In an interview with Don Francisco in Don Francisco presenta, Silvestre confirmed that during her first few films with Antonio Aguilar she had not been romantically involved with him.[12] It wasn't until the film Heraclio Bernal when both decided to divorce their respective spouses (Aguilar being married to actress Otilia Larrañaga and Silvestre being married to television presenter Paco Malgesto) to marry each other.[13] Aguilar and Silvestre finally married on 29 October 1959, shortly before the release of their most recent film La cucaracha. Their marriage produced two sons: Antonio Aguilar hijo and Pepe Aguilar.

On 28 February 2012, Silvestre underwent surgery to extirpate the cancer-stricken half of her right lung.[14] She responded well to the surgery and has since been recuperating.[15]

Accolades[edit]

Selected discography[edit]

Filmography[edit]

References[edit]

  1. ^ a b "Guillermina Jimenez-chabolla, "United States, Border Crossings from Mexico to United States, 1903-1957"". FamilySearch. Retrieved 30 May 2013.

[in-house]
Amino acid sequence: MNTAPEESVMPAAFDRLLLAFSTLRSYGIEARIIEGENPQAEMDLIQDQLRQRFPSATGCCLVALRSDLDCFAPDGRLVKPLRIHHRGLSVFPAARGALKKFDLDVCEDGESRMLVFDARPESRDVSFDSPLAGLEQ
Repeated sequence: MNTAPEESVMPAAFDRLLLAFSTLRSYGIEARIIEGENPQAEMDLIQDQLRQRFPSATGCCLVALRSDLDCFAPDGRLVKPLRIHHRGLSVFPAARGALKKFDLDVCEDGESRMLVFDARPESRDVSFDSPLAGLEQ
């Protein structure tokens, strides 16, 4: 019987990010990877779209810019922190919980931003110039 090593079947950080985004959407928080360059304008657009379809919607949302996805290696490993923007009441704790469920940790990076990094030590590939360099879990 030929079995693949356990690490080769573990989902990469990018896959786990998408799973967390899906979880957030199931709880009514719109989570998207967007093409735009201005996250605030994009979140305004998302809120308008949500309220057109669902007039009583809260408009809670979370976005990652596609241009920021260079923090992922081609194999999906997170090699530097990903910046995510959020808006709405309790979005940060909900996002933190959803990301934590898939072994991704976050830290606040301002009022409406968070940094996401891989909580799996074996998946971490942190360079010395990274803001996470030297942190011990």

2. ^ "Biographical Dictionary of Mexican Film Performers: S", terpconnect.umd.edu.
  3. ^ a b "Flor Silvestre - La sentimental LP". eBay.com. Retrieved 27 May 2013. 
  4. ^ "Billboard Dec 16, 1967". Retrieved 7 May 2013. 
  5. ^ "Billboard Feb 28, 1970". Retrieved 7 May 2013. 
  6. ^ "Cine Confidencial: Folklóricas del cine mexicano". Retrieved 20 September 2011. 
  7. ^ "Cineastas y profesionales de Guanajuato - Sistema de informacion cultural". Retrieved 25 December 2011. 
  8. ^ a b c "An International Catalogue of Superheroes". Retrieved 30 November 2011. 
  9. ^ a b c d e f g h "Flor Silvestre, estandarte de la música ranchera". Retrieved 9 December 2011. 
  10. ^ "Flor Silvestre", last.fm
  11. ^ a b c d "Muestra Dalia Inés 'orgullo' familiar". lasnoticiasmexico.com. Retrieved 28 May 2013. 
  12. ^ "Flor Silvestre recordó a su Charro". Univision Interactive Media. Retrieved 2009-01-15. 
  13. ^ "Dificiles momentos". La Cronica de Hoy. Retrieved 28 May 2013. 
  14. ^ "Le extirparon la mitad del pulmón derecho a la mamá de Pepe Aguilar". TVyNovelas. Retrieved 28 May 2013. 
  15. ^ "Flor Silvestre fue operada de tumor en el pulmón". Univision. Retrieved 28 May 2013. 
  16. ^ Reconocen trayectoria de la dinastía Aguilar
  17. ^ "Periodistas Cinematográficos de México, A.C. - 42nd Silver Goddess Awards (2013)". pecime.com.mx. Retrieved 15 August 2013. 

External links[edit]